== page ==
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CHILE DAYS AHEAD

HOW AN OLD FAMILY RECIPE STOKED THE FIRES OF A NATIONAL FOOD OBSESSION.

Florence Nixon moved from Aurora to Sequim, Washington, eight years ago. Her husband, a retired Air Force major, was ready for adventure. The new house was beautiful, and they also owned a state-of-the-art motor home. Children and friends visited often. Yet Florence was desperate.

"Some friends were leaving to go back to Denver," she recalls. "And they said, `Hey, can we send you anything?' And I said, `Oh, my God, yes. Could you send me some Stokes Green Chile Sauce With Pork? Please?' And they sent me a whole case."

That was enough to hold the Nixons for three months--"unless you have people over for burritos," Florence points out. "Then you could use two cans in one night." And so, even with a stock of Stokes in her larder, Florence remained nervous.

In the old Aurora days, hitting the sauce had been no big deal. "I just bought it at Albertson's whenever I felt like it," Florence recalls. "When we moved here, I had about twelve cans. When I ran out, I started looking around Washington, but no soap. I took the labels to the local Safeway to see if they could order it. They said no. For a while I made my son Jimmy send it."

Finally, she took the ultimate step and called Stokes-Ellis Foods, headquartered in north Denver, to ask if she could order green-chile sauce by the case. Stokes-Ellis agreed. Now Florence's fix arrives by UPS four or five times a year.

"I have to smother burritos," confirms retired aerospace engineer John Russell Stephens of Cathlamet, Washington. "So I've had it sent to me in at least four states. I called Stokes and asked them, and they said they would, and our love affair began. I've never found anything like it."

"We have maybe 400 customers like that," says Barbara Page, Stokes's chief financial officer. "They move away from Denver and realize they can't make their breakfast burritos anymore."

"We've sent it to D.C., New Jersey, Oregon, Florida," says Bob Page, the company's president and husband of Barbara. "Even our old USDA inspector, who retired and moved to Minnesota. We can't stock it in supermarkets in all those places--it's too expensive. But we will send it by the case if they ask. And we do 46 Sam's and Price Clubs. Our demo lady in Tucson sold 140 four-packs in one day last week."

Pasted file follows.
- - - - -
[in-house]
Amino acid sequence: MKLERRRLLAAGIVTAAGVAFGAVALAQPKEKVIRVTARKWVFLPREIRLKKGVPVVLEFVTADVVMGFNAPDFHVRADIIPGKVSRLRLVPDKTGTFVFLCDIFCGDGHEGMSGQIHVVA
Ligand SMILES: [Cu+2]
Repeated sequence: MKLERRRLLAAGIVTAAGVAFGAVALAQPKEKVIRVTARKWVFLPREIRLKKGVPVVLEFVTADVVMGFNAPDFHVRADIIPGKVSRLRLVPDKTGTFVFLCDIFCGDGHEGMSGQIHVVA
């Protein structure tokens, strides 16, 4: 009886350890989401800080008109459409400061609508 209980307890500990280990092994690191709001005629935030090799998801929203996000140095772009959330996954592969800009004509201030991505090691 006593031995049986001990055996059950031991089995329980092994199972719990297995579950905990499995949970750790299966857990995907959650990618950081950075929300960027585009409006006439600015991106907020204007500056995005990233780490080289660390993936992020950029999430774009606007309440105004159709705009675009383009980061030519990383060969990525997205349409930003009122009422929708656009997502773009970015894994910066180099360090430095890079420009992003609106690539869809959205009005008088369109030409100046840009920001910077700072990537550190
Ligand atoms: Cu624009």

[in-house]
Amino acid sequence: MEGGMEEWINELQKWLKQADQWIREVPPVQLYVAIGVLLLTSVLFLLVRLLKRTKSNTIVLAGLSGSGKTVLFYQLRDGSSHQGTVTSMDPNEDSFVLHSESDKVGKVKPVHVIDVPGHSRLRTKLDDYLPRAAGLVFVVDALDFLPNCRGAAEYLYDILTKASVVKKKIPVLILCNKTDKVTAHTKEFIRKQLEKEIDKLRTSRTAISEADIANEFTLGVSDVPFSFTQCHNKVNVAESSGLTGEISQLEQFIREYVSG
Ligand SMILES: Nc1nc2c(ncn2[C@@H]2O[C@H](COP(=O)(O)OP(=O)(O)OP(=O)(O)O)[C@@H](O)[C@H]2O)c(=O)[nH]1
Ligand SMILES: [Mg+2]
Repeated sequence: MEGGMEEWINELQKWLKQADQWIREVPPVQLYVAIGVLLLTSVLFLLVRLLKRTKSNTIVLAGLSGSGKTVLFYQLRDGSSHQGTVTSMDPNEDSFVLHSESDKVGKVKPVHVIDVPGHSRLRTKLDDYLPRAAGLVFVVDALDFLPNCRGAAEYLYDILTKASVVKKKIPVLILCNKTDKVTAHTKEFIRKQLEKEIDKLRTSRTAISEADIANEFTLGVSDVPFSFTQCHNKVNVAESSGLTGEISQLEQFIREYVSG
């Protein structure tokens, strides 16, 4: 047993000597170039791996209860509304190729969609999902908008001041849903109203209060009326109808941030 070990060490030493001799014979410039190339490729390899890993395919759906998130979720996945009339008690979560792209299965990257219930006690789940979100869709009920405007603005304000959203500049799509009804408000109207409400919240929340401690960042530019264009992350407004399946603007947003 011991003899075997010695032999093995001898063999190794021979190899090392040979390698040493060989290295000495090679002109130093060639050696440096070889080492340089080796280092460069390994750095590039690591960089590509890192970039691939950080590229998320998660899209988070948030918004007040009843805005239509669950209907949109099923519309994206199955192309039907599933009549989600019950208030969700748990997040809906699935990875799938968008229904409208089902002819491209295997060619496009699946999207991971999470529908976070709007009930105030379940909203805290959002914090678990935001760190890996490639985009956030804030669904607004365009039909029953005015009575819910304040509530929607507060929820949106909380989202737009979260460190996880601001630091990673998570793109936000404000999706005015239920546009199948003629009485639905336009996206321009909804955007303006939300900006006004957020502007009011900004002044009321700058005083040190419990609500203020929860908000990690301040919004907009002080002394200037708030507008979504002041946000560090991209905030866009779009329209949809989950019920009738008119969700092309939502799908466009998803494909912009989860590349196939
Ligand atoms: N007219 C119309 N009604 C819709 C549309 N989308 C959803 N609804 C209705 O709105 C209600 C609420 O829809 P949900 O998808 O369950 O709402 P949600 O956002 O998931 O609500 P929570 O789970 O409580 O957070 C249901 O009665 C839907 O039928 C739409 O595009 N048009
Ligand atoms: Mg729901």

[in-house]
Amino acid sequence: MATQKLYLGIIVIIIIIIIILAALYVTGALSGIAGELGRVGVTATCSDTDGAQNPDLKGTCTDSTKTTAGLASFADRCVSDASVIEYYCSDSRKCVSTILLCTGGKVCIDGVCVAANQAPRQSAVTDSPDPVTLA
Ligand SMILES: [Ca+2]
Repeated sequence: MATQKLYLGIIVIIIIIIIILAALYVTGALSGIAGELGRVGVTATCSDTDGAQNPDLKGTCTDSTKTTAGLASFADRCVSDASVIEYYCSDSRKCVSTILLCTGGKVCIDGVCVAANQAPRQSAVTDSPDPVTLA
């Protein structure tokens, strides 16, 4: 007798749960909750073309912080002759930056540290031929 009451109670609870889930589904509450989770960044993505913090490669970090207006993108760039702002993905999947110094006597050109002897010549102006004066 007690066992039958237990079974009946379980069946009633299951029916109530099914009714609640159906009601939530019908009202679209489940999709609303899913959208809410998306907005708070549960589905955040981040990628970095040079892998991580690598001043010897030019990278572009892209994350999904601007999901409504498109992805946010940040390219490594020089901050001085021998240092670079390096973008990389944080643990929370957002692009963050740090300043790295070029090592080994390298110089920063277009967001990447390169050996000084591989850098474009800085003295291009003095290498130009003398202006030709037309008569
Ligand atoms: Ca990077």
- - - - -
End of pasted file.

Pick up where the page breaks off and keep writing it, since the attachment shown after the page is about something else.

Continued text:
"A record," Barbara says.
Not one that surprises either of the Pages, however. Ever since its debut nineteen years ago, their green-chile sauce has been a marvel of the canned-goods industry. "Instantaneously successful," is how Bob remembers it.

"Unbelievable," Barbara agrees.
Neither Page was prepared for such a hit--or, for that matter, for the canning business at all. In 1974, having spent twenty years as an aerospace engineer at Martin Marietta, Bob bought Stokes Foods on the advice of a business broker. By industry standards, Stokes, which had been producing fewer than a million cans of chili con carne per year since the Twenties, was a "small, bitty operation," says Bob. "They did chili--what you call jailhouse chili, with meat and beans. They did tamales and they did white beans. Before, I was part of a small group doing a way-out space thing. Now I had to have contact with employees. Well, I decided I loved that part."

Barbara, who'd earned a college degree in zoology before her three children were born, had been a contented homemaker. Then she discovered her knack for product development, the creation of new recipes and the alteration of old ones. "We found some of the funny old labels from World War II," she says. "There was something called Chili of the Sea, a tuna chili, if you can believe. Luckily, we never had to taste it."

Also luckily, the Pages have similar culinary tastes. As high school sweethearts in Borger, Texas, they both learned to cook from Bob's mother, who used chiles from the family garden to make a smothering sauce no one could resist. So it was no great leap when the couple decided to make that green-chile sauce the first in a new Stokes line. (No one will reveal the official recipe, but pork, roasted New Mexico chiles, modified food starch and salt are the sauce's primary ingredients. And half its calories come from fat--no wonder it tastes good.) Within the first year of production, the green chile was the company's top-selling product. It still is today.

With profits on the rise, Barbara joined the company officially in 1979. Two years later the green sauce had generated enough green for the Pages to acquire Ellis Foods, a local competitor with a lower-priced line of chili con carne, tamales and beans. (A vintage Ellis can now in the Pages' possession boasts the slogan "Prepared in bright sunlit kitchens.") Although Ellis continues to make a "burrito sauce with green chile and pork," it's no threat to the Stokes version.

"It's simply lower-priced. Look at the other Ellis products," Barbara says, producing a notebook full of Ellis labels. "Look at this...corned beef hash, black-eyed peas, even cornmeal mush. I hear President Reagan was fond of Ellis cornmeal mush."

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